Coaxing the Roughneck Read Online Jessa Kane

Categories Genre: Erotic, Insta-Love, Romance, Virgin Tags Authors:

Total pages in book: 28
Estimated words: 26279 (not accurate)
Estimated Reading Time in minutes: 131(@200wpm)___ 105(@250wpm)___ 88(@300wpm)

Read Online Books/Novels:

Coaxing the Roughneck

Author/Writer of Book/Novel:

Jessa Kane

Book Information:

Cindy just inherited an oil rig in the middle of the Gulf. Selling it will give her enough money to move into an apartment without leaks or loud parties downstairs—not to mention, some cash will help jump start her landscaping business. There’s one king sized problem, however. His name is Butch. He hasn’t left the engine room of the oil rig in years. And he’s not about to vacate now. Luckily, Cindy has a plan for coaxing big, bad Butch up to the surface of the rig. Temptation. But they don’t call Butch a roughneck for nothing—and she’s about to get a lot more than she bargained for.
Books by Author:

Jessa Kane

Chapter One


I’m a nineteen-year-old landscaper.

What am I supposed to do with an oil rig?

I stare open-mouthed at the lawyer who is telling me I inherited this complicated island of machinery in the middle of the Gulf of Mexico, but I’m only catching every third or fourth word he’s saying, because the helicopters arriving and departing outside are so ungodly loud. Carrying away the rig workers in threes.

Your father left you the rig in his will.

There’s no money left to keep it operational.

My pulse starts to clamor. When did it get so hot in this office? I shrug off my flannel shirt and tie it around my waist, glaring at the lawyer when his gaze falls to my breasts, staring at them greedily through my white tank top. “If the rig can no longer operate, what am I supposed to do with it?”

“Sell.” He says this like it should have been obvious, when I’ve never been on this oil rig in my life. Nor do I know the first thing about the drilling industry. “Your father’s expedition company was the smallest around. He did his best to remain competitive, but the big boys have nine, ten rigs. Your father only had the one.” He pulls out a handkerchief and dabs at his upper lip. If he wasn’t a pervert I might feel some sympathy over him wearing a suit in this heat. “One of the larger oil companies ought to take it off your hands for a pretty penny.”

My antenna goes up. A pretty penny?

A series of images flashes through my head. My cramped apartment above the bar in New Orleans, complete with clanging pipes and earsplitting music at all hours. My stack of overdue bills, including one year of student loans, all I have to show for my failed attempt at college. And lastly, my ancient, pitiful lawnmower that only works if the temperature outside is between seventy and seventy-five degrees. I can’t even afford to replace the blades on it. I can barely afford rent.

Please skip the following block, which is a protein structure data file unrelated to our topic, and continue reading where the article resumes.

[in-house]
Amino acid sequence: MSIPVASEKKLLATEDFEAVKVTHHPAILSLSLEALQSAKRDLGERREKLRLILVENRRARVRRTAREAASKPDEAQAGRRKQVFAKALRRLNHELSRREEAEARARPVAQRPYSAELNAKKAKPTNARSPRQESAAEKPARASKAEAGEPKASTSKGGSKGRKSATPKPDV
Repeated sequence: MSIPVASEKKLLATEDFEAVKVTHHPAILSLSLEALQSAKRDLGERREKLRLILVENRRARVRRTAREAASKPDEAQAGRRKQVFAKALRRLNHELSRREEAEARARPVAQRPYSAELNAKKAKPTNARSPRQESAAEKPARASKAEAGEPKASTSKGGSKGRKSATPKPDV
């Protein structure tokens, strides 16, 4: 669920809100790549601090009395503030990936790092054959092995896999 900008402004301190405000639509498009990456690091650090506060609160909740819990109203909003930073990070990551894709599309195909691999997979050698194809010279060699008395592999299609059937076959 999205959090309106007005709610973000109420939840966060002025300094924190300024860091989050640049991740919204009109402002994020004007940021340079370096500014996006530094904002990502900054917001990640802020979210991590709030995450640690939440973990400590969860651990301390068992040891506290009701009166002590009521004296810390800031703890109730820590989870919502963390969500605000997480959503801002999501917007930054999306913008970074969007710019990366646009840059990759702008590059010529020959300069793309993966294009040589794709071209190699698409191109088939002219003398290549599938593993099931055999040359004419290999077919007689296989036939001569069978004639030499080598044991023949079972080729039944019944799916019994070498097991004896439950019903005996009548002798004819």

If I make money off the sale of this oil rig, I could buy new tools for the landscaping business I’m trying to get off the ground. I could afford to advertise and even buy a new truck to haul everything around to jobs.

“How much will one of these big companies pay for a rig?”

The lawyer shrugs, looks out the window of the office to consider the upper deck of the rig. “It’s on the small side, definitely in need of some repairs and improvements.” He jerks his chin at yet another helicopter departing into the blue sky. “You’ll have to deliver it free and clear, no active payroll. Shouldn’t be a problem. When the roughnecks heard your father had died, they started looking for employment elsewhere.”


“I am sorry about your father, by the way,” he murmurs, sidling closer. “You look like you could use a shoulder to cry on. And I’ve got two right here—”

“Take one step closer and you might have two shoulders, but you’ll be down a testicle,” I say, smiling with teeth.

The lawyer huffs a laugh. “It’s possible that you’re more like your father than I originally thought.”

A fissure forms in my throat, spreading all the way down to my chest and I have to look away. “Well, we’ll never know for sure. I haven’t seen him since I was twelve.” Refusing to give in to the encroaching self-pity, I straighten my shoulders and focus back on the problem at hand. “How much is it worth, please?”

“It’s still capable of producing.” He shrugs. “You could ask for at least a few hundred thousand, I’d say.”

My jaw goes slack.

The beignet I had for breakfast is jumping on my stomach like a trampoline.

“A few hundred thousand dollars?”

“You seem surprised.”

Of course I am. Things like this don’t happen to me. I’m broke as a joke and it has always been this way. Scraping by is what I do. I don’t get calls in the middle of the night from an expensive lawyer telling me I’ve inherited a valuable oil rig.

Until now, apparently.

“Wow.” I slump sideways against the metal desk, upsetting the nameplate bearing my father’s name. “Oh wow. This is incredible. Yes, I’d like to sell it. As soon as possible, please.”

“Great.” He’s looking at his phone now. “Let me know when you have a buyer and I can handle the title transfer. Right now, I have to run.”

Alarm turns my skin clammy. “You’re just going to leave me here?”

“Yes.” He runs his tongue along the inside of his bottom lip. “Unless you want to reconsider that shoulder to cry on—”

“Testicles. Pain.”

“Right,” snorts the lawyer, striding to the doorway, already pressing his phone to his ear. Dismissing me. “Oh wait. I forgot to tell you something important.”

I push off the desk. “What is it?”

“If you want to sell this rig, you’ll have to find a way to make Butch leave.”